During an annual wellness appointment in April 2014, Stephanie Evans was informed by her Ob/Gyn that she needed to schedule a mammogram. Her physician discussed the recommendation that some women should have a baseline mammogram between the ages of 35 and 40.
“I was in a bit of denial in April so I waited until October to finally make an appointment,” Evans said. “In October, the annual breast cancer awareness campaign reminded me that early detection and prevention efforts can help save lives.”
Routine breast cancer screening is important for all women, but even more so for those at higher risk. If you are at higher risk of breast cancer, you may need to be screened earlier and more often than women at average risk. It is important to talk with your primary care physician on when to start screening and how often.
“My first mammogram was done in the mobile unit,” Evans said. “The tech was nice, but she cautioned that since this was my first mammogram, I may be called back so they can get more images. Sure enough, a couple days later, I received a call to come in for a second round of images.”
According to cancer.org, “Most of the time, women getting their routine mammogram will receive a letter within 30 days saying the results were normal. But if doctors find something suspicious, they’ll call you back – usually within just 5 days – to take new pictures or get other tests. Getting that call can be scary, but a suspicious finding does not mean you have cancer. In fact, less than 10% of women called back for more tests are found to have breast cancer.”
“I was asked to wait in the waiting room following the second mammogram,” Evans said. “A short time later, they informed me that they needed to do an ultrasound.”
Thereafter, the radiologist told Evans that two spots, one on each breast, were questionable. As a precaution and to be safe, Evans was scheduled to meet with a surgeon. The surgeon reviewed the images and confirmed the need for a biopsy.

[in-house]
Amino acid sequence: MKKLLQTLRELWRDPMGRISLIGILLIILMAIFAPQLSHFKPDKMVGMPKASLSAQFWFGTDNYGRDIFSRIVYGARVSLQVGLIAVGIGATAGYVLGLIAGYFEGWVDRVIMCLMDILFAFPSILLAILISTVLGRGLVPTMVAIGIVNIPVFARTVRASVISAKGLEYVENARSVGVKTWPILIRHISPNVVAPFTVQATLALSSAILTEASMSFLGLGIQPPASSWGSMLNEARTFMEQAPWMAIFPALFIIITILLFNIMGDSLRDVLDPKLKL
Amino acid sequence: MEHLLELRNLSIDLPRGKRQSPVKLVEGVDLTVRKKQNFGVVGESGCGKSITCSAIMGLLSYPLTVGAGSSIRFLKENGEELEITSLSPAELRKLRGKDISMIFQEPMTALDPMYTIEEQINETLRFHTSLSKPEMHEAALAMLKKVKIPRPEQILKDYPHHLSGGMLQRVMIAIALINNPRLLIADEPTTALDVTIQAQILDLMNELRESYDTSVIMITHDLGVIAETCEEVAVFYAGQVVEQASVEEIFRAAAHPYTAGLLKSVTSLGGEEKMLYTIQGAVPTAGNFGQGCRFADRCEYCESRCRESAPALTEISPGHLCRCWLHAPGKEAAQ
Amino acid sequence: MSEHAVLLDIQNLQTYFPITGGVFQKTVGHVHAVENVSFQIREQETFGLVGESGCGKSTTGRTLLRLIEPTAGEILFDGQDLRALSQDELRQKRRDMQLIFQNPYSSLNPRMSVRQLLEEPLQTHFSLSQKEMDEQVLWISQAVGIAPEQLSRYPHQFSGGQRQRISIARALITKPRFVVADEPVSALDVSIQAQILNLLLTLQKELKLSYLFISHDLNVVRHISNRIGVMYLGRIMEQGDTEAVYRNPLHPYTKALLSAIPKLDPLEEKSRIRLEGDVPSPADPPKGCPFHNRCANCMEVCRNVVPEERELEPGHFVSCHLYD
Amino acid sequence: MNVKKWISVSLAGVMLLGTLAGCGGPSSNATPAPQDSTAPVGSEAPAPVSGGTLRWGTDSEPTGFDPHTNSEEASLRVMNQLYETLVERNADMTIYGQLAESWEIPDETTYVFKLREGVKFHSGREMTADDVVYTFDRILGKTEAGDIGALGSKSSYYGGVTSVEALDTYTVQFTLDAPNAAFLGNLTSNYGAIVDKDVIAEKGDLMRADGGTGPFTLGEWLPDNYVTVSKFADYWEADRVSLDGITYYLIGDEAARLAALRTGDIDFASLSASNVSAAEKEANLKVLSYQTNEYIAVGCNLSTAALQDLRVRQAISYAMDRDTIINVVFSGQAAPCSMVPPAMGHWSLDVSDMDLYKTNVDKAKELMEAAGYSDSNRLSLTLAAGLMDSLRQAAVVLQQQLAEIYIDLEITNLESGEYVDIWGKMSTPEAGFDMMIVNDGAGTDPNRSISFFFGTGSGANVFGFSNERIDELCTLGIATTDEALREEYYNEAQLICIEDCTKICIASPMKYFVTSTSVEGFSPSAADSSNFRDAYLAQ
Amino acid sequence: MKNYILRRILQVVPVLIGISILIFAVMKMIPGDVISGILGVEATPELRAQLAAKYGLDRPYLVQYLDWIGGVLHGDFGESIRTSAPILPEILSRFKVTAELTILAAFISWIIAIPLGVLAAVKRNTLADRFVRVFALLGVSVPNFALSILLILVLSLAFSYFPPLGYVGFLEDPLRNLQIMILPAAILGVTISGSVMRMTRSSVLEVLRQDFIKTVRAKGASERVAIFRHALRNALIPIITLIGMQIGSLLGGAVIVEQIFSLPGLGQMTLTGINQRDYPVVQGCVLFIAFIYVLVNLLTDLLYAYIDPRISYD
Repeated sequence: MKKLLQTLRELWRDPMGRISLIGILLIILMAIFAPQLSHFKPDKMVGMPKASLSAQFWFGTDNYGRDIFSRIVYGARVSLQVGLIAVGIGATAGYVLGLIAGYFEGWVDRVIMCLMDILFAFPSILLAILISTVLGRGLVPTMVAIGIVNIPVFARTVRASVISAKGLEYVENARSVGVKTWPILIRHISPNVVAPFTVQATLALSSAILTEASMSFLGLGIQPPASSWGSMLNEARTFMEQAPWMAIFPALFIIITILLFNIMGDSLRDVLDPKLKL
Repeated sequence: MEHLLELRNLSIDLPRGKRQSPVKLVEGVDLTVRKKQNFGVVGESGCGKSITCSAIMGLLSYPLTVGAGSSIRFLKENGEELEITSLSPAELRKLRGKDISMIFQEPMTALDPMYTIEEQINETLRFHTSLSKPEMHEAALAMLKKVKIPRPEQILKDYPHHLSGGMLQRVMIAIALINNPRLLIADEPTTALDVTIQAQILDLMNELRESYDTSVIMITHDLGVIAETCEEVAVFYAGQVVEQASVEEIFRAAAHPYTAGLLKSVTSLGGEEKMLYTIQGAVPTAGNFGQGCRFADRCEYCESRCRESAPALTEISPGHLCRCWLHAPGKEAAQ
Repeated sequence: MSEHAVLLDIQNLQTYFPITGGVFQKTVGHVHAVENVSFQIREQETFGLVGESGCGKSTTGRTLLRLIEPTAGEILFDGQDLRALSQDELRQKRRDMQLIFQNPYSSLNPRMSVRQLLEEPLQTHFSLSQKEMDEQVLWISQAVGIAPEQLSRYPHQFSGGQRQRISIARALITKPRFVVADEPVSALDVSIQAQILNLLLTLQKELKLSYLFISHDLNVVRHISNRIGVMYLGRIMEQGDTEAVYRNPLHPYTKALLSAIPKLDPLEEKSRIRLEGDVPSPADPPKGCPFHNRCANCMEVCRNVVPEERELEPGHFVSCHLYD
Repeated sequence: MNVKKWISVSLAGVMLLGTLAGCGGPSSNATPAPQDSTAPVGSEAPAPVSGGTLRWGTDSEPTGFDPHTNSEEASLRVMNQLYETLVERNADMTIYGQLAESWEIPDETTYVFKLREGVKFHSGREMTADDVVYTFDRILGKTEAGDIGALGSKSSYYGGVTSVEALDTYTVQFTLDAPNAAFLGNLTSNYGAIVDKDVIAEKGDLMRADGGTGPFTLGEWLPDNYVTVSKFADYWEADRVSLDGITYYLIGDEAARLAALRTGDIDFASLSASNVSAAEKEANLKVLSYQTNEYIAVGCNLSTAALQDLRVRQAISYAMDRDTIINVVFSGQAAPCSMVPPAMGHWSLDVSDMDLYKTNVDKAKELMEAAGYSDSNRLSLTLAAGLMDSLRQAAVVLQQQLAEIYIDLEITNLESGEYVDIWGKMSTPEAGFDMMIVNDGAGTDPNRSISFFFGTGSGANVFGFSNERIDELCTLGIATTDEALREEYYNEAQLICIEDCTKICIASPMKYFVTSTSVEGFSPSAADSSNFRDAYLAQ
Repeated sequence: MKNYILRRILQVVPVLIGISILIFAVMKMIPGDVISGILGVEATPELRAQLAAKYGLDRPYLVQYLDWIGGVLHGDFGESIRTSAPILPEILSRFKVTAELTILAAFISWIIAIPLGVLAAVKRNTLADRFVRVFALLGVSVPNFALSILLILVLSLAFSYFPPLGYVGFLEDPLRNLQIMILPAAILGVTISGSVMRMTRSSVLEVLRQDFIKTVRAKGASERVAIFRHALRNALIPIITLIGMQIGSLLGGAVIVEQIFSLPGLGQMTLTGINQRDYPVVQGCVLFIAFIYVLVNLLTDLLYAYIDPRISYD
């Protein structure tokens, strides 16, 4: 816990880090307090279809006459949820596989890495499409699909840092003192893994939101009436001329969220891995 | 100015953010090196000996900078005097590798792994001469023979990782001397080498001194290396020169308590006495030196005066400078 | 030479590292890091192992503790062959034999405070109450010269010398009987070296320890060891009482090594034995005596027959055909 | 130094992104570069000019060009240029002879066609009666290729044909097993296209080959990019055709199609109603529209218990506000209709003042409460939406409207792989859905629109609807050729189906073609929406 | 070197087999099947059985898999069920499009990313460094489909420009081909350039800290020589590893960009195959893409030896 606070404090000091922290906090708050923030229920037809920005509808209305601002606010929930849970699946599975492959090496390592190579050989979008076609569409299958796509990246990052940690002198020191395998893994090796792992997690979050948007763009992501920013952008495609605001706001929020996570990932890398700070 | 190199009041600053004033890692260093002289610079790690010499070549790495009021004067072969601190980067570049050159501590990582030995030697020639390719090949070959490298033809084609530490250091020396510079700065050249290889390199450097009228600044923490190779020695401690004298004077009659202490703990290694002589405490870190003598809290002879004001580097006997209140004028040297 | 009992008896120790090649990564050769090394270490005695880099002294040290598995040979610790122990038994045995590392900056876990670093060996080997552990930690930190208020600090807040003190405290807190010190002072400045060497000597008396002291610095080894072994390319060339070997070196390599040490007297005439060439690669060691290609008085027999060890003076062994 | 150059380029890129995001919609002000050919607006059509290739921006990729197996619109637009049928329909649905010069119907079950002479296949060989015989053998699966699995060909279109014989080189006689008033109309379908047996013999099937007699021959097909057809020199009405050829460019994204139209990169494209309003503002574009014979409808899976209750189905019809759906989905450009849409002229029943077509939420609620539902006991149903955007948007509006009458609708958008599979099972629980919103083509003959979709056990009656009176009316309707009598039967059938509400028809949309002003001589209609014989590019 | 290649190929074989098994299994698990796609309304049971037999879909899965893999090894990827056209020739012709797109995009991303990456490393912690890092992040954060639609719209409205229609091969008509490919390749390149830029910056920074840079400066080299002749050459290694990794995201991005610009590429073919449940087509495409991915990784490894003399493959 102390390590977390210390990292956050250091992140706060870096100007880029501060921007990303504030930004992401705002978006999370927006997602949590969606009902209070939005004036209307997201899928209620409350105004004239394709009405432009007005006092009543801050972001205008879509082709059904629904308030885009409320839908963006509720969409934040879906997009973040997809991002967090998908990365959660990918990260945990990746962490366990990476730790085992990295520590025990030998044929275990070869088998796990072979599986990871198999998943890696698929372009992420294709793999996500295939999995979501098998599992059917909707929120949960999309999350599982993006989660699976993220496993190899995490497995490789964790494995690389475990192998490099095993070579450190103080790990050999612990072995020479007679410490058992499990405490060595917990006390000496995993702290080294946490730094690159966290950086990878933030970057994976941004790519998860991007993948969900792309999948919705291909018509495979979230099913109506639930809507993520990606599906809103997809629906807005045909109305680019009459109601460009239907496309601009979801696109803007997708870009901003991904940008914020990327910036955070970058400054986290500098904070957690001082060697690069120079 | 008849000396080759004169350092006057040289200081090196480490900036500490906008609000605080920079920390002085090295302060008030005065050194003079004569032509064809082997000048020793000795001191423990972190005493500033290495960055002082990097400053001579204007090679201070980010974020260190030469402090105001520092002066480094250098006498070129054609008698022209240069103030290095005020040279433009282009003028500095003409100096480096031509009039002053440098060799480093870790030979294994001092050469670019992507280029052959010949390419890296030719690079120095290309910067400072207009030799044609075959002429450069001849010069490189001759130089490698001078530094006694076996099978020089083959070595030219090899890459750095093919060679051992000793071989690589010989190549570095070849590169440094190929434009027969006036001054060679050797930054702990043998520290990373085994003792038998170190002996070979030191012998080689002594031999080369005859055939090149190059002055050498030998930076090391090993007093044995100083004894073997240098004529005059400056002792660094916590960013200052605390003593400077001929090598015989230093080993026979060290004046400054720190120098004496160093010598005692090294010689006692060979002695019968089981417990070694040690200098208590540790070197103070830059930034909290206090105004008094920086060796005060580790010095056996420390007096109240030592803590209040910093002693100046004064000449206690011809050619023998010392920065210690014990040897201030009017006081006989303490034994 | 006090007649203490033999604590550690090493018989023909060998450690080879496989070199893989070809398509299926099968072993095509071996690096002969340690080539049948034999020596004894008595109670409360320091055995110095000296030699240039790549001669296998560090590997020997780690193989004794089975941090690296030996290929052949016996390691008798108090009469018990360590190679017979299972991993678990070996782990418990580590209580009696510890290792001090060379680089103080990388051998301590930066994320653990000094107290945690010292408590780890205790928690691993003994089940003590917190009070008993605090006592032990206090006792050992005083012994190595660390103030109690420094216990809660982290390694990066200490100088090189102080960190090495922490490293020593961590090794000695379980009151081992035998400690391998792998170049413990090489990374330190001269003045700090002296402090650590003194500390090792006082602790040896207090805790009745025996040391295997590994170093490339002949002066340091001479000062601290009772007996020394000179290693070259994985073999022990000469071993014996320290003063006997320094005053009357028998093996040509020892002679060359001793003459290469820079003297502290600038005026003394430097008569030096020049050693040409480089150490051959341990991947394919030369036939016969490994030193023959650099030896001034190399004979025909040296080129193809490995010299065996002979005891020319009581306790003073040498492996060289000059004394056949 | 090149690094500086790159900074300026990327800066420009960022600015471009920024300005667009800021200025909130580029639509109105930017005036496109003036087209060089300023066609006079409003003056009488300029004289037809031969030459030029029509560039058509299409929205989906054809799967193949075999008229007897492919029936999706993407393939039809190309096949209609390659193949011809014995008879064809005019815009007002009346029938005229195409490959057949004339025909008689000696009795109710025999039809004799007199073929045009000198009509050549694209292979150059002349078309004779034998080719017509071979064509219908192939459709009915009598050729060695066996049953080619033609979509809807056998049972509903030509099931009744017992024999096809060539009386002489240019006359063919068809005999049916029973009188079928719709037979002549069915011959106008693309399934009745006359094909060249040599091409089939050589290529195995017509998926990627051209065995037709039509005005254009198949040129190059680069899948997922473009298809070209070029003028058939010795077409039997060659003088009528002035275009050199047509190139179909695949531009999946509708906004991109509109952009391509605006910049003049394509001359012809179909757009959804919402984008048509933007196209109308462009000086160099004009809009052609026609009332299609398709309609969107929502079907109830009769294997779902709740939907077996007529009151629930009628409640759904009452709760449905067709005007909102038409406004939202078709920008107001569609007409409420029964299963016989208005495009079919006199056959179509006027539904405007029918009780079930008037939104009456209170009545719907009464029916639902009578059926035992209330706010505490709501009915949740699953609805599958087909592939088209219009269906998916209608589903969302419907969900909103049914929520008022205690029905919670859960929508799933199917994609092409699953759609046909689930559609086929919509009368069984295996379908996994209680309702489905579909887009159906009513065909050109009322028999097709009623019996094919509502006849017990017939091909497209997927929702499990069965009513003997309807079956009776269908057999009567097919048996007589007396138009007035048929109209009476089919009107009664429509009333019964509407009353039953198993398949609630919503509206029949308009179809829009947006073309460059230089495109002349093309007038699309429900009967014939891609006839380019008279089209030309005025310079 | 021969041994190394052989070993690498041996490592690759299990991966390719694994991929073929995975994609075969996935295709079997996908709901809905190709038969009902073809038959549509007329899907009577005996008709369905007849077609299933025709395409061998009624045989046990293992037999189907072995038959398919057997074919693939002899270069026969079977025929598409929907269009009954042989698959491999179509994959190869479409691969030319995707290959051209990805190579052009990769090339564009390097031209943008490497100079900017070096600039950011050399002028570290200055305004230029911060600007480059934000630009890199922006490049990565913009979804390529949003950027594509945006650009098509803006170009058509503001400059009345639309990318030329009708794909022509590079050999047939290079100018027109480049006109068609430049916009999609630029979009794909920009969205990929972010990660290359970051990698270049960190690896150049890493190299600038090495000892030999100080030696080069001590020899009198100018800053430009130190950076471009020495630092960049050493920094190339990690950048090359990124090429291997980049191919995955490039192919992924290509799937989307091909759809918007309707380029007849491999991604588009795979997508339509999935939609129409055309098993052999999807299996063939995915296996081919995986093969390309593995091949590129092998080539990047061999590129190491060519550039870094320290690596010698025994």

“The test on the right lump came back as negative, but they were not comfortable giving me a 100 percent diagnosis that the results on the left lump were negative because of the findings on the images.”
The lump on the left breast was surgically removed and sent to pathology for further testing.
“Negative for carcinoma!” said Evans. “We were so relieved. I am thankful that with every step in the process I was informed and educated as to the why and was given a complete overview of what was to come next in the process. While I was very lucky to not be diagnosed with breast cancer, I know there are others out there who are worried and perhaps are at a higher risk for developing cancer.”
Evans encourages all women, after speaking to their primary care physician, to get the recommended screenings and mammograms. The staff and physicians at Portneuf Medical Center are thorough and there is a certain peace of mind in knowing that you have taken the necessary steps to ensure your breast health.”
To schedule a mammogram, call PMC Mammography at 208-239-1500.